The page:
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Hop Packages

Hop Packages

Hop and Dash modules are divided into three top-level packages.

  • Models
  • Runners
  • Solvers (Hop) / Simulator (Dash)


A model represents something to make a decision about. This might be a route for a bicycle courier, an assignment of compute jobs to machines on a network, or the price to bid in an auction.



A runner is the glue between input data, the model, and its environment. It reads data into a state structure defined by the modeler, runs a solver or simulator, and provides decisions as data.

In a bicycle routing problem, the input data contains the courier's current location and a set of locations to visit. The decision to visit the locations in a particular order is encoded by the runner directly as state data.

Runners make it easy to get decision data into models, test those models, and deploy them into different environments. Runners read in data described by a Go struct and output decisions, typically in JSON. We support a range of runners and are always growing our toolkit based on customer needs. Currently, we offer several pre-built options:

  • CLI Runner
  • Tests Runner
  • Lambda Runner
  • HTTP Runner

For more details on our runners, please refer to Model Runners. We add new runners all the time. If you don't see your deployment pattern, just ask us.


Solvers & Simulators

Both Hop solvers and Dash simulators are state-based representations of a system of actors and actor decisions. Hop solvers search the space of feasible decisions and recommend a solution. They can maximize or minimize a user-defined objective, or merely satisfy a set of business rules. Dash simulators are event-based simulations of actor decisions. Modelers can customize solvers and simulators by creating their own actors and decision logic according to their use-case.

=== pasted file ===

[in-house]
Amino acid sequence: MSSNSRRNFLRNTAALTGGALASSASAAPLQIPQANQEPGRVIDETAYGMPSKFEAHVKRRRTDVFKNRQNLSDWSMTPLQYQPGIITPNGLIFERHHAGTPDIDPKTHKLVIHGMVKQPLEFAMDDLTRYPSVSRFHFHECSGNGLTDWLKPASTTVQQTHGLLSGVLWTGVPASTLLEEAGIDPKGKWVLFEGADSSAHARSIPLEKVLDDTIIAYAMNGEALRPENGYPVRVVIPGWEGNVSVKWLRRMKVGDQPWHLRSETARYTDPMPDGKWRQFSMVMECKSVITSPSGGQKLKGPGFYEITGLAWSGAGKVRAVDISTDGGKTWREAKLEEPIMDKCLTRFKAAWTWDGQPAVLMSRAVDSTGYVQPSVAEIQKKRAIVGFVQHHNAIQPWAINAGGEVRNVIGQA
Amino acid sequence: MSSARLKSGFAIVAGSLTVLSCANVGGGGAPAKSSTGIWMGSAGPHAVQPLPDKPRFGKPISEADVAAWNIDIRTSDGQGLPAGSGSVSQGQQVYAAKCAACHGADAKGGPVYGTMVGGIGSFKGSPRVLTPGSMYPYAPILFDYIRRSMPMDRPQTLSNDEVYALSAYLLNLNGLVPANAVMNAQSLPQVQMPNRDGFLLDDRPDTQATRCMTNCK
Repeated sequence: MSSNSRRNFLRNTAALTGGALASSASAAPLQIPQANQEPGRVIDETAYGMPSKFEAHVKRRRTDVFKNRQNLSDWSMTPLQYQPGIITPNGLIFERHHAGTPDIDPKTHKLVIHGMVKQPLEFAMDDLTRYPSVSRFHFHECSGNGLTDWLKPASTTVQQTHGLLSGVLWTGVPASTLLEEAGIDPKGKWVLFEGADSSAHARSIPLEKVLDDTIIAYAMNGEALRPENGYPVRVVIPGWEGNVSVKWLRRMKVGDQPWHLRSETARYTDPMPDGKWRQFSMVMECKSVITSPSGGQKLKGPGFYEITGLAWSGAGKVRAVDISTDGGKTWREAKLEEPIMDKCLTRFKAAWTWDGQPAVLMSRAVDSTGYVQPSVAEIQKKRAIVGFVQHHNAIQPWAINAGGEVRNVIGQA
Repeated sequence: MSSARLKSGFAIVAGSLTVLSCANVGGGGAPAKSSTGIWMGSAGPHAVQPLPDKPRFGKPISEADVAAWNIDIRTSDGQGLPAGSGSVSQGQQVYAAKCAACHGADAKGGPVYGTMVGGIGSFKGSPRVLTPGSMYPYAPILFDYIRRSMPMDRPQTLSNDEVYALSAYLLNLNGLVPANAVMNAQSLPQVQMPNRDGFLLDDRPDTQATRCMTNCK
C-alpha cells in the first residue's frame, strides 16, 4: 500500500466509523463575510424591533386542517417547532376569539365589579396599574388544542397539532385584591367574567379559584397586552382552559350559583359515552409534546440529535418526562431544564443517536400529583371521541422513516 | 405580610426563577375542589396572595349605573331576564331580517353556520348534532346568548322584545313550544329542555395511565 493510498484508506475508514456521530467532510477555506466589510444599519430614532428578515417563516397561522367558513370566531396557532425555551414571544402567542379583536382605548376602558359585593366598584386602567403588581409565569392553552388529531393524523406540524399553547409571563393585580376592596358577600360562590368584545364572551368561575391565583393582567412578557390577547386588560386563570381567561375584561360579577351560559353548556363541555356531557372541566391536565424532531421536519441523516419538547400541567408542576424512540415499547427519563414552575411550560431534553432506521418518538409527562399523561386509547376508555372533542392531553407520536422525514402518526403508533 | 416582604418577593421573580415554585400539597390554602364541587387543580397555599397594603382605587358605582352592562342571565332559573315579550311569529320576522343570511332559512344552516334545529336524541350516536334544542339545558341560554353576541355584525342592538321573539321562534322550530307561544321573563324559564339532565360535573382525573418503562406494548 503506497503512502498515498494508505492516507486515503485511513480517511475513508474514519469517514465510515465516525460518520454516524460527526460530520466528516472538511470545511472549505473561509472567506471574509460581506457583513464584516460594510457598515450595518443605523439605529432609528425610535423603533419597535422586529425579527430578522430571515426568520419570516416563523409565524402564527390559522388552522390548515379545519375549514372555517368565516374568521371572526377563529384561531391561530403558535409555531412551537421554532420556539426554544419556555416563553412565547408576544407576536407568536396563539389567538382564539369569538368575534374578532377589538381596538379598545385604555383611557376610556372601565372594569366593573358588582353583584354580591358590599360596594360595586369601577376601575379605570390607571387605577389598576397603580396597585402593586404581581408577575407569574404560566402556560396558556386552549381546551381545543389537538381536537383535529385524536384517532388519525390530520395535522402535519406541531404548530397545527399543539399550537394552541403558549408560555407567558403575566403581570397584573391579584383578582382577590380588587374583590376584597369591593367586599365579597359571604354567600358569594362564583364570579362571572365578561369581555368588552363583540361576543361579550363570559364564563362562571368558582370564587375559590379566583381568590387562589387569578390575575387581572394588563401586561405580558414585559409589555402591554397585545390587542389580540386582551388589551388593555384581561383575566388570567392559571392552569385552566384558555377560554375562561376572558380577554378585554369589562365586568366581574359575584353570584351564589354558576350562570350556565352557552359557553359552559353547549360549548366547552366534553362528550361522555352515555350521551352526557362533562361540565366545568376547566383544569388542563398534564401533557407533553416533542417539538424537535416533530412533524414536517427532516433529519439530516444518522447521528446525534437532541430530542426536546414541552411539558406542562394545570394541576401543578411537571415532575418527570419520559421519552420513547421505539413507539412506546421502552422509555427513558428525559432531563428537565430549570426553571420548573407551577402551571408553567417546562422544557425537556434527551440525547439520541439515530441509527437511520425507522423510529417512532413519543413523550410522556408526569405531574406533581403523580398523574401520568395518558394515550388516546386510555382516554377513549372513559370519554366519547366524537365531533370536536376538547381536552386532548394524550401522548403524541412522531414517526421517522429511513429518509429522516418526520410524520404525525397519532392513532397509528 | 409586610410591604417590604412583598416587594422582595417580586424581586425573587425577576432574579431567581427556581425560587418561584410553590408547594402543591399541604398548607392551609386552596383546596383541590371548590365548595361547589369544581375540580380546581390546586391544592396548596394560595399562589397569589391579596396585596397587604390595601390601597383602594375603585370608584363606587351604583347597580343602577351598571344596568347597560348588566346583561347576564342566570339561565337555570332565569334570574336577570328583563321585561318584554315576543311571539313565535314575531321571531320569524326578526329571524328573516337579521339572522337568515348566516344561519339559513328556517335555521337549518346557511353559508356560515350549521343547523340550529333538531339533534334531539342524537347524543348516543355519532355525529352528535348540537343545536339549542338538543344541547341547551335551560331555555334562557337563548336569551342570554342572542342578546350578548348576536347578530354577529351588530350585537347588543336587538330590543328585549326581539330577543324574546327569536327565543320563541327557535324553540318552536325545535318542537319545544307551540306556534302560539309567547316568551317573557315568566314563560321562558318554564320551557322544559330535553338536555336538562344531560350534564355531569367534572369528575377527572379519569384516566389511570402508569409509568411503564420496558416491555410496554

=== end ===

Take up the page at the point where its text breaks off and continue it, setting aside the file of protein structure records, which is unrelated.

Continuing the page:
Please visit Hop modules and Dash modules for a deeper dive into package structure for each tool.


Hop solvers search the space of feasible decisions. They can maximize or minimize a user-defined objective, or merely satisfy a set of business rules.

The default Hop solver is a decision diagram optimizer. It works well on simple models defined as nothing more than states and transitions. For advanced usage, Hop provides interfaces for most of its components. These include such things as restrictors, queues, and searchers. Solver components can be swapped for canned or custom implementations. This lets modelers start simply and scale up their efforts when that becomes important.

Building & Testing

Hop requires at least Go 1.13. You should have the following environment variables set in your ~/.bashrc, ~/.zshrc or a similar configuration file.

export GOPATH=$(go env GOPATH)
export GOROOT=$(go env GOROOT)
export PATH=$PATH:$GOPATH/bin

Note that if you installed Go directly from Golang, you do not need to add exports for GOPATH or GOROOT. If you installed go via Homebrew, you will need to add those lines to ~/.zshrc. If you were using bash previously, also be sure to source ~/.zshrc by running source ~/.zshrc.

Your ~/.gitconfig will probably work best if it directs git to clone repositories over ssh.

[url ""]
insteadOf =

If you are using the source distribution, you can build and test from the hop/ directory with the go command.

$ go build ./...
$ go test ./...
ok 0.160s
ok 0.176s
ok 0.273s
ok 0.128s
ok 0.183s
ok 0.244s
ok 0.235s
ok 0.092s
ok 0.233s
ok 0.224s
ok 0.256s
ok 0.259s
ok 0.181s

Hop Releases

Like other Go modules, Hop uses semantic versioning. We tag releases from the master branch and add updates to the change log. Once we tag a new release, you can use go mod to require the new version of Hop in your own modules.

In this example replace <VERSION> with the semantic version you want to depend on (e.g. v0.2.3). Upgrading or downgrading your version of Hop works the same way.

go mod init
go get<VERSION>

To access Hop's package documentation, follow the instructions here.